Flattery, Boot-Licking and a TV Presence Are Enough to Get a Spot Near the Oval Office
It must be nice to be in a position in which you only hear what you want.
Unlike Trump, I hear things all day long that make me worry, or nervous or feeling as if I need to double down to work harder to persuade and help folks around me cope with what they have been dealt. Unlike Trump, I have a pretty good idea of what my overall direction is, what the preferred ways would be to move toward those goals and, yet, remain flexible enough to adjust when Life intervenes.
For Trump, there are no real principles in play other than wanting to hear constant praise. So, in pursuit of “better chemistry” with his advisers, he has chucked his Secretary of State, his chief economic adviser and now his national security adviser—with more chucking to come. He has thrown out any notion of hiring people with real experience, choosing instead those who will do well on television and not question him.
So, maybe this approach will serve his purposes best. He can bumble from one crisis to another with only America First slogans to recall without anyone actually telling him he has no governmental clothes on.
As Trump says of himself, he thrives in a pool of disruption—which he successfully has created and now fosters.
For the rest of us, to hear of the arrival of John Bolton as the chief curator of national intelligence is a scary thought. Apart from his strong, hawkish views, Bolton is known as an angular warrior who does not get along well with others. Frankly, it is hard to see how Bolton’s personality fits in a job that requires calming and reasoning outlooks and a healthy dose of persuasion to sift for consensus among 17 different national intelligence agencies. Bolton is a guy who was rejected for sub-Cabinet posts by the Republican-majority Senate under President George W. Bush because he was too much of a war advocate.
The immediate read among political heads is that Bolton’s arrival, particularly with fellow hawk Mike Pompeo heading the State Department, will bring heightened tensions with Iran in the Middle East, more confrontation with China and a dollop of new uncertainty over now announced talks with North Korea. Bolton favors breaking the nuclear weapons agreements with Iran and has called for U.S. pre-emptive attacks against North Korea as a preferred choice over any attempt at diplomacy. Of course, Bolton might think the president should follow highlighted instructions as in “DO NOT CONGRATULATE PUTIN.”
Maybe Trump just thinks he agrees with his team.
At the same time, the president has chosen Larry Kudlow, basically a television commentator who offers a play-by-play on the economy that actually runs counter to the president’s strongest views to head economic thinking in the White House. Again, they seem to be personal friends, which may be good for the president, but for me, I would think that someone actually with economics training might be a better fit.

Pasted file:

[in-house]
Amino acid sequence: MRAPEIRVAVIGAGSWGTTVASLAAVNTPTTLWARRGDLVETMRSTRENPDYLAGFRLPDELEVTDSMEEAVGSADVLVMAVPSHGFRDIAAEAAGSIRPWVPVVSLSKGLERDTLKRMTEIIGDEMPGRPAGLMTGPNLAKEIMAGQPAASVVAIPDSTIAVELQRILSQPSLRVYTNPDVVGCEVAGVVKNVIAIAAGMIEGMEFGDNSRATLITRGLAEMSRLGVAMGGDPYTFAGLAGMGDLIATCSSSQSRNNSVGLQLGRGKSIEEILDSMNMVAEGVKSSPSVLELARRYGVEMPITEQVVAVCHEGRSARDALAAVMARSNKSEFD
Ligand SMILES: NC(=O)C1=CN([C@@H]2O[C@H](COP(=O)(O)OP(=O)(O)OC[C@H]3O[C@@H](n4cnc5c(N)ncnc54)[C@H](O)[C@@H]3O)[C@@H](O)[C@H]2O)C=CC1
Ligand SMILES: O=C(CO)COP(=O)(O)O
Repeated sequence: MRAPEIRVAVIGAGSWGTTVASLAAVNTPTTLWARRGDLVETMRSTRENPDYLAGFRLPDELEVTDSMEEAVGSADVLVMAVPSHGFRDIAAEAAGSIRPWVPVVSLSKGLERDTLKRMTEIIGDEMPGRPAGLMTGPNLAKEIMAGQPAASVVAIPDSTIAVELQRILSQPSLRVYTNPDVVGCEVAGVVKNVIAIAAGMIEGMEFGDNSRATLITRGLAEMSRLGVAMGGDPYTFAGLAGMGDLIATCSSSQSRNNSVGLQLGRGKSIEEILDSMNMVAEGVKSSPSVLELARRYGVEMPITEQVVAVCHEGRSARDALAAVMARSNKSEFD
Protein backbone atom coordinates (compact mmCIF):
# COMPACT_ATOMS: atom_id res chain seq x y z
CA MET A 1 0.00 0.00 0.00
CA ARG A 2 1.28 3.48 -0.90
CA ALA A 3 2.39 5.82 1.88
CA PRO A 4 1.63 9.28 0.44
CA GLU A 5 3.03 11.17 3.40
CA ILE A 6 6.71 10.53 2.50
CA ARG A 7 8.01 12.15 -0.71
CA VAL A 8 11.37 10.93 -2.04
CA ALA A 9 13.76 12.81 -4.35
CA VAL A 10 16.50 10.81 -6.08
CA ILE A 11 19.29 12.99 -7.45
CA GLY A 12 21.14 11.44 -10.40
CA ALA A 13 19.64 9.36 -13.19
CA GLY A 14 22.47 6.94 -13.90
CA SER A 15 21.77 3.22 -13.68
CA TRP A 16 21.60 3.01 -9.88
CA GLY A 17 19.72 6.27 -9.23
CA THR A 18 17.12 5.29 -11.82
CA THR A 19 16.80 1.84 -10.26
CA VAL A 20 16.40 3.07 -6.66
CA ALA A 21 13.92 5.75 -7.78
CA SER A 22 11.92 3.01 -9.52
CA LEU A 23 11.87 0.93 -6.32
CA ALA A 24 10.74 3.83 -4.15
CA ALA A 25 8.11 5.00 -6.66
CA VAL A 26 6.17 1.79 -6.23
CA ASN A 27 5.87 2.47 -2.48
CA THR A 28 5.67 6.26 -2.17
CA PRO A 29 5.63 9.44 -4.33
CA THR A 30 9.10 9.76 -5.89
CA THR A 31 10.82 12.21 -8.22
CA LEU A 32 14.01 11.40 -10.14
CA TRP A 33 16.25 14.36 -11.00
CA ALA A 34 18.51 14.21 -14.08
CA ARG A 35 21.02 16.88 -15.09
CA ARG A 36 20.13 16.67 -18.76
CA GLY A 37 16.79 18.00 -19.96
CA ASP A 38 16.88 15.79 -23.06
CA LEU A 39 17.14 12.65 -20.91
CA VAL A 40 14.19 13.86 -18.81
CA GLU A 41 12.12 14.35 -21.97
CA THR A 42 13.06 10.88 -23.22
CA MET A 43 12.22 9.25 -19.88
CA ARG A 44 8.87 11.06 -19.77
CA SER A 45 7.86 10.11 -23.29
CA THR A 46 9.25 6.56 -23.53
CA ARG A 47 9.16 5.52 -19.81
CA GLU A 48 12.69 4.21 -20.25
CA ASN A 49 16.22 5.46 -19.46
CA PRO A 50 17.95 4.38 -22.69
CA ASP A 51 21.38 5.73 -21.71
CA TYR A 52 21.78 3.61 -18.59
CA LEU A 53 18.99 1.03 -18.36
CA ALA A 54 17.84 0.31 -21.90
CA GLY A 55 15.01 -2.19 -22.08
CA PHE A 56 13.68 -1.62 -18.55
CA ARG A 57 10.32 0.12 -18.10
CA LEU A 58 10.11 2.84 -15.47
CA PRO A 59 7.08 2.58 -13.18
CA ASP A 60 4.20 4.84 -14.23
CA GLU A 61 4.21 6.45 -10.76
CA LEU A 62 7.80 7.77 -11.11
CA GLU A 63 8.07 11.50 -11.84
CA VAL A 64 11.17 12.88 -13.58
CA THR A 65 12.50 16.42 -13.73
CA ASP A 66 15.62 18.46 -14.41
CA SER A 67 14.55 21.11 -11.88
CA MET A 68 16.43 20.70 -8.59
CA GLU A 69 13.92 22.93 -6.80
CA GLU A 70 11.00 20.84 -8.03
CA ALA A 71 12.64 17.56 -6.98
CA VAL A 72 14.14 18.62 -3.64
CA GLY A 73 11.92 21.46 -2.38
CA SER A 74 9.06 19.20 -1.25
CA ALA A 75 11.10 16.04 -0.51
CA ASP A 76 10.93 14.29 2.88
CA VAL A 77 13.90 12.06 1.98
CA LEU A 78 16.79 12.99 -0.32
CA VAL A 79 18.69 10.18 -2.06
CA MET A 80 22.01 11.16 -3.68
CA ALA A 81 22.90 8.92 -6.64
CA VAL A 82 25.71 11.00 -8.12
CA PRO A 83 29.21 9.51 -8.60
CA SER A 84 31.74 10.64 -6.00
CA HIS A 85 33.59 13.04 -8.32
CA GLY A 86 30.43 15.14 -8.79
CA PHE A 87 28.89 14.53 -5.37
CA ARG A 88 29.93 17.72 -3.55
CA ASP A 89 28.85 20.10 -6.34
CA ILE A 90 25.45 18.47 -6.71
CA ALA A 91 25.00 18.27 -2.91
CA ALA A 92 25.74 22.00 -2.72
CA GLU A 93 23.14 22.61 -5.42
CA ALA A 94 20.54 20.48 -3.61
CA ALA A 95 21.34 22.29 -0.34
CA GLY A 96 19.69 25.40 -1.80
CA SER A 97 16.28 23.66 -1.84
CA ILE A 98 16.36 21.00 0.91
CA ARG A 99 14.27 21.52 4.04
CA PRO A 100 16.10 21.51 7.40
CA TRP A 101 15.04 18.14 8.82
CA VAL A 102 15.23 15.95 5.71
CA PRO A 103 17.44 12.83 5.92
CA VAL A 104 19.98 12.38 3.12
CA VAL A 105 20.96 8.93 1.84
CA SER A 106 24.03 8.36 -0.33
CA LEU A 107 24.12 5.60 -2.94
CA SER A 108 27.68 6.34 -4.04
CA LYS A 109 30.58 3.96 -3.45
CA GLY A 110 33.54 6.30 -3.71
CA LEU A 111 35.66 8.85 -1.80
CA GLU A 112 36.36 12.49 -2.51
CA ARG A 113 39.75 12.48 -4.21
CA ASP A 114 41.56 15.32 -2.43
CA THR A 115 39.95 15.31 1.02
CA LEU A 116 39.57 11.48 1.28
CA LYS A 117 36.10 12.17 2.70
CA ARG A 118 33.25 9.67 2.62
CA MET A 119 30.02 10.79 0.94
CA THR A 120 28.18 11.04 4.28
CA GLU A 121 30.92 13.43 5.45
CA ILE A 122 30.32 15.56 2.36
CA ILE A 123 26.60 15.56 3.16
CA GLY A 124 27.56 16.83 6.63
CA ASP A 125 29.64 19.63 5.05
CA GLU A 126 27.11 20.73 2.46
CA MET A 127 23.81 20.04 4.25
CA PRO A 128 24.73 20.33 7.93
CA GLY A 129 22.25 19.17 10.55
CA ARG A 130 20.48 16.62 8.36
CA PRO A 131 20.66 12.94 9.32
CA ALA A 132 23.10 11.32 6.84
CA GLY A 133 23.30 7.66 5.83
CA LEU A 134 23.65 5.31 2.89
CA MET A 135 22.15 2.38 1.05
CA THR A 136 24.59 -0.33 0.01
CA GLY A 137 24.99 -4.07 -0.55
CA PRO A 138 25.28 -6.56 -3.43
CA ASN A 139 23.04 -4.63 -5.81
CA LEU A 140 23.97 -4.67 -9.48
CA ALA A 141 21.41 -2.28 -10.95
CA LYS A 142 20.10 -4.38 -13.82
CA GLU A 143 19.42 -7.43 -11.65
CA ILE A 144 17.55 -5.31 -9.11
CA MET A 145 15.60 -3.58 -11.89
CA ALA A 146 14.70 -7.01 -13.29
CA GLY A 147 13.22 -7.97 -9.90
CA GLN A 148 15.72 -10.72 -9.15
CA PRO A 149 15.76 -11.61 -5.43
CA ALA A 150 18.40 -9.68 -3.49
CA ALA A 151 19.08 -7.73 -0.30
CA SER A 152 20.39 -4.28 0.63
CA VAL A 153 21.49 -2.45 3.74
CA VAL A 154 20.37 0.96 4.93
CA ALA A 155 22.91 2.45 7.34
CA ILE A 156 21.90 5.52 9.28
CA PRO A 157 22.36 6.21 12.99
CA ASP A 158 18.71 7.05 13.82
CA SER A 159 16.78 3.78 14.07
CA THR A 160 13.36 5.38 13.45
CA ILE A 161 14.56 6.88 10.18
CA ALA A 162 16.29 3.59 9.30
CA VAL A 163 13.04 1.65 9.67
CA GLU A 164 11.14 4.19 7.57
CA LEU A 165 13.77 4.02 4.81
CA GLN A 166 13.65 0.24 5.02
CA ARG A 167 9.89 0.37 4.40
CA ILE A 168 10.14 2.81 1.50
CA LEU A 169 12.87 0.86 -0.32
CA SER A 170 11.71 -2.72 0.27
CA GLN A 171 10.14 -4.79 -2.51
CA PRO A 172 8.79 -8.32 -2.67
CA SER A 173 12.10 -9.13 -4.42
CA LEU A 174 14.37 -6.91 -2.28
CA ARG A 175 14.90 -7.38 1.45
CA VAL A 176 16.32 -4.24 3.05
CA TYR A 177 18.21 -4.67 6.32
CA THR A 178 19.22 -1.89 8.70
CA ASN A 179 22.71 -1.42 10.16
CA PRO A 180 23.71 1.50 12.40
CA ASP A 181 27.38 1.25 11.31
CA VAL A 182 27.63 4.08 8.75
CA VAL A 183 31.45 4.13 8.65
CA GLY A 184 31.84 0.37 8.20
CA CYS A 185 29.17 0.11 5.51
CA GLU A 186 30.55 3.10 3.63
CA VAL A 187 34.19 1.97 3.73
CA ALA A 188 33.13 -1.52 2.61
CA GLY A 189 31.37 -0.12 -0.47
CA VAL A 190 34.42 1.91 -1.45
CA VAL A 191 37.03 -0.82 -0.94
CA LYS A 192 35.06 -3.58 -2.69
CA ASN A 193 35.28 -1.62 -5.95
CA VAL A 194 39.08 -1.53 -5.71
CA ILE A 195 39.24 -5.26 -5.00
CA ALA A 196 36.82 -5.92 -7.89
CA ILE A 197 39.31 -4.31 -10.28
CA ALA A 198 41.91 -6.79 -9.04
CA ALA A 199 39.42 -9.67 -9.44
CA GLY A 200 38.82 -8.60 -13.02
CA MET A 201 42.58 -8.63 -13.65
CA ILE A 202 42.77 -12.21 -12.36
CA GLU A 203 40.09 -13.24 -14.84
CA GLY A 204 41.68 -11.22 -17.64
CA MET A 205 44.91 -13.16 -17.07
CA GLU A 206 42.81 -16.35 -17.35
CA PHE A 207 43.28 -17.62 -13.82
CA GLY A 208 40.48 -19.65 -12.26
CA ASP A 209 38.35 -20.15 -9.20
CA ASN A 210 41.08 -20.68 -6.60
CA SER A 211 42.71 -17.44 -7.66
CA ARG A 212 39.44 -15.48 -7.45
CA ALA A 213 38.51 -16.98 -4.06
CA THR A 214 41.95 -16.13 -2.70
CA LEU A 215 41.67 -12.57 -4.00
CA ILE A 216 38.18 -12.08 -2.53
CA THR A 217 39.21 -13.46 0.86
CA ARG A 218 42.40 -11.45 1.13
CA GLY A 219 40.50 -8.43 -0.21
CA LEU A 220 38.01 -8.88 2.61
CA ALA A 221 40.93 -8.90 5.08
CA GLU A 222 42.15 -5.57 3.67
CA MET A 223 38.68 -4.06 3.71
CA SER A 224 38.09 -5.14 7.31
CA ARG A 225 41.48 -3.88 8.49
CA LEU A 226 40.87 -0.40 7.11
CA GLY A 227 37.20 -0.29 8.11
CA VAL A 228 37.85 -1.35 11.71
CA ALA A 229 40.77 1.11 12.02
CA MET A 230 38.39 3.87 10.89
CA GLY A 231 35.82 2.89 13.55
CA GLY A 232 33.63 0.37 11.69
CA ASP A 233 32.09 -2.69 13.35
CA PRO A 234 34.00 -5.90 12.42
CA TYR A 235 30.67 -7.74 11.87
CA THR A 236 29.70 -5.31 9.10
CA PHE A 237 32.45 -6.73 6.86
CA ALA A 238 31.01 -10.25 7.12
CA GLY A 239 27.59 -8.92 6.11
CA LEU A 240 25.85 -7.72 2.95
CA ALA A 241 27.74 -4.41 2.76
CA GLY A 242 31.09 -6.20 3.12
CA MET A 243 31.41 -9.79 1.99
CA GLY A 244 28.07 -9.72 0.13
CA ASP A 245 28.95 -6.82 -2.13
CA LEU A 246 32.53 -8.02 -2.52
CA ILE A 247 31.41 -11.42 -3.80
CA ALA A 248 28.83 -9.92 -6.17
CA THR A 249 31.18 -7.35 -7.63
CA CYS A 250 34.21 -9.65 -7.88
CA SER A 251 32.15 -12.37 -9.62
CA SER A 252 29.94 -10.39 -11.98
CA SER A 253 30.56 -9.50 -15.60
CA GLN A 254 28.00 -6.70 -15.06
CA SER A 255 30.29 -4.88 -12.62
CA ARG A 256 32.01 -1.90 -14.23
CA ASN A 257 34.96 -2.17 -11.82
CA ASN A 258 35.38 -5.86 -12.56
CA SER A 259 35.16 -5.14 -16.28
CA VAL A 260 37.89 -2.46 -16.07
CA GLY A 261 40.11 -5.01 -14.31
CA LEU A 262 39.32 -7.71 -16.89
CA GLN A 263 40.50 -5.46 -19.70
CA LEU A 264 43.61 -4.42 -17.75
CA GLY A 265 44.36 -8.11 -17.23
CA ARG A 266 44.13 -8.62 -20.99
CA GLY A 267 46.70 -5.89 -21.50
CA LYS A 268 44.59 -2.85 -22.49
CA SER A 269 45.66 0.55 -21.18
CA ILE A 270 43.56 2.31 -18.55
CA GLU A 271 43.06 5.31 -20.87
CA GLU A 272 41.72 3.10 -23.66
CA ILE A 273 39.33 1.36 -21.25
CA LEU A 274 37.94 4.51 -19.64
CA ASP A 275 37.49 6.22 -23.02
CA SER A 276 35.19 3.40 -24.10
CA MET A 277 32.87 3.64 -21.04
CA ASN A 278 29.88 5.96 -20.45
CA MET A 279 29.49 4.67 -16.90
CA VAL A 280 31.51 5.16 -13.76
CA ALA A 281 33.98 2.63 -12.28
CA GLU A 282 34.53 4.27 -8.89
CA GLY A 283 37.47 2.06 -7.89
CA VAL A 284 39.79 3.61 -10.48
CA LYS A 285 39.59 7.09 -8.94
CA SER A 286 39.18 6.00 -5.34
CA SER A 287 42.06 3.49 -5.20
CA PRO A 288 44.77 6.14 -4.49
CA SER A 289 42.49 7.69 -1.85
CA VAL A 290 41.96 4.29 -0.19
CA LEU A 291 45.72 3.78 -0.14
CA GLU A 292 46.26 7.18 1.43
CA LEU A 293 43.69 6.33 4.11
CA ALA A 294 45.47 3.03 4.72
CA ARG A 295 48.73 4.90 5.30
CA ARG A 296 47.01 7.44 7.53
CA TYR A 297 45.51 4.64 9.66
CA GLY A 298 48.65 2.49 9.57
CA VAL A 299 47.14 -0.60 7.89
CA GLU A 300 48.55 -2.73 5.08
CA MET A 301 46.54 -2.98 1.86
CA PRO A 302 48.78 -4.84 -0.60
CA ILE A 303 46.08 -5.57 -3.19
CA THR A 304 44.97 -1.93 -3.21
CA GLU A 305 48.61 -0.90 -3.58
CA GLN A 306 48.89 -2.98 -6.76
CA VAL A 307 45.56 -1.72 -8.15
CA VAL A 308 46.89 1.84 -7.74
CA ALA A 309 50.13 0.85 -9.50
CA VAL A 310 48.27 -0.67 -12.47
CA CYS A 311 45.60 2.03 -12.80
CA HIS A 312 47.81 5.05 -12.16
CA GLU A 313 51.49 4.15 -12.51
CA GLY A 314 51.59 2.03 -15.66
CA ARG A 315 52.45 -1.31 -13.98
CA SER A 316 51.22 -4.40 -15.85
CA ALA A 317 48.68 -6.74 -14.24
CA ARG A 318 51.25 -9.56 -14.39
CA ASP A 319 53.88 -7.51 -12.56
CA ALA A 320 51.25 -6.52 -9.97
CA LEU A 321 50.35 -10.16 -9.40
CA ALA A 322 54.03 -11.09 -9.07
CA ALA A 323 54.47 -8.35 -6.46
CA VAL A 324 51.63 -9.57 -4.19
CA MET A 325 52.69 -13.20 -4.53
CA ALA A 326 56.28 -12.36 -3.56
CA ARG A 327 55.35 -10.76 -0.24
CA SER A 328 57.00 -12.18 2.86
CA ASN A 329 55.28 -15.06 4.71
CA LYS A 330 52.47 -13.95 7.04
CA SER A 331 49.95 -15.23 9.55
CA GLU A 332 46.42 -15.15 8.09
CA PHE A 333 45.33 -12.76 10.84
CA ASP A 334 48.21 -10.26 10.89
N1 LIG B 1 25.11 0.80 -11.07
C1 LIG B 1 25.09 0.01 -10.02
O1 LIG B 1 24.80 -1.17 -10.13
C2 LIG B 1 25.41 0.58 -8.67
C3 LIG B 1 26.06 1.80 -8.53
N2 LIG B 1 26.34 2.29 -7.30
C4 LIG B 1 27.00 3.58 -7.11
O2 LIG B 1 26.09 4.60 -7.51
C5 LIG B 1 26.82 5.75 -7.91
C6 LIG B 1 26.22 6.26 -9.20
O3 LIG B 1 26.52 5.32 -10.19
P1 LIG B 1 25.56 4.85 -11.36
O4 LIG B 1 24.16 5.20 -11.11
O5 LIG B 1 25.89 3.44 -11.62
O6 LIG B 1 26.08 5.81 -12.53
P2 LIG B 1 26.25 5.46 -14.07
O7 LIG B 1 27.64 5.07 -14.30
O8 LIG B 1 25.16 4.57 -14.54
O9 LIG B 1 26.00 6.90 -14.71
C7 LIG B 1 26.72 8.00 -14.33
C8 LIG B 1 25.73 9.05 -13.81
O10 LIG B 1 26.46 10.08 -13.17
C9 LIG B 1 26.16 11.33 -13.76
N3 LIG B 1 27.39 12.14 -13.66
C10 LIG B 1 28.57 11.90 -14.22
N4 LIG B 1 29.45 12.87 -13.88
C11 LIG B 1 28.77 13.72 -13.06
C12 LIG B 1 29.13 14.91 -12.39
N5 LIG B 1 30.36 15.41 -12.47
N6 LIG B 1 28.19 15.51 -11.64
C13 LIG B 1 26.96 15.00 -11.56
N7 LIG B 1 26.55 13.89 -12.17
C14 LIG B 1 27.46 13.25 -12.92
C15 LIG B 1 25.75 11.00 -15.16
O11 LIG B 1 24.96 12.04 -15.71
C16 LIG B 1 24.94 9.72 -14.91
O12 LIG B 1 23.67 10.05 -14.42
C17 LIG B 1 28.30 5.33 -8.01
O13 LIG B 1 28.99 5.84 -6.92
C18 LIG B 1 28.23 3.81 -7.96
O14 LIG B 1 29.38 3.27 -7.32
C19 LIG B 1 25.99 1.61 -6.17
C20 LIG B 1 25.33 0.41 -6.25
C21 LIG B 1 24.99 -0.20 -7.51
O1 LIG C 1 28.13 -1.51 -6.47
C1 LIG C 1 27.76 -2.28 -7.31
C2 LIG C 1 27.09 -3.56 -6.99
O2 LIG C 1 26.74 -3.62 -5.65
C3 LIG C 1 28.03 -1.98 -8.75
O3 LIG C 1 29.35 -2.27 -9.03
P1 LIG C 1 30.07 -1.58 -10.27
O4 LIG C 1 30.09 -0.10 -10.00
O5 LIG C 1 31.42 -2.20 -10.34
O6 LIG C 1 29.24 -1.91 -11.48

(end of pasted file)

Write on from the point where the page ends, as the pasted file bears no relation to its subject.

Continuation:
And, of course, the Russia investigation goes on and on, now with a changing cast of lawyers to represent the president as the probe tightens around activities in the White House. Again, the choice of Joe DiGenova to join his legal team is based on his repeated insulting remarks on Fox News television accusing the government of concocting a special counsel investigation as a ruse to attack the president.
Richard Hass, head of the Council on Foreign Relations, tweeted a useful summary: Trump has created simultaneous crises in economics through a China tariffs program that leans toward a trade war, personal crises through conflicts with Special Counsel Robert S. Mueller III and now foreign policy conflicts through his changes in the national security team.
That even skips over the more personal set of attacks underway from porn star Stormy Daniels, former Playboy model Karen McDougal and several other women who all say that they were treated badly after having had affairs with Trump.
Through it all, Trump seems to see himself as an island of calm in an angry sea. Perhaps it is easier for Trump just not to look out the windows. By hiring a new lineup of advisers who won’t question him, Trump, in effect, is closing all the White House windows.
If he looked outside, he might see a national sea of protests over guns, immigration policy, education issues, rising prices and lack of job training. He might see a nation divided and see the need for him to lead, to heal, to make things a little easier. He might see a nation that needs better health care, lower drug prices and more environmental and consumer protection.
Oh, sorry. I thought I was describing Life and forgot that the president does not want to hear a contrary word.
And just to make sure, remember that all these advisers have been made to sign unenforceable non-disclosure agreement forms.
Maybe Trump should just ask Stormy to sign as a witness.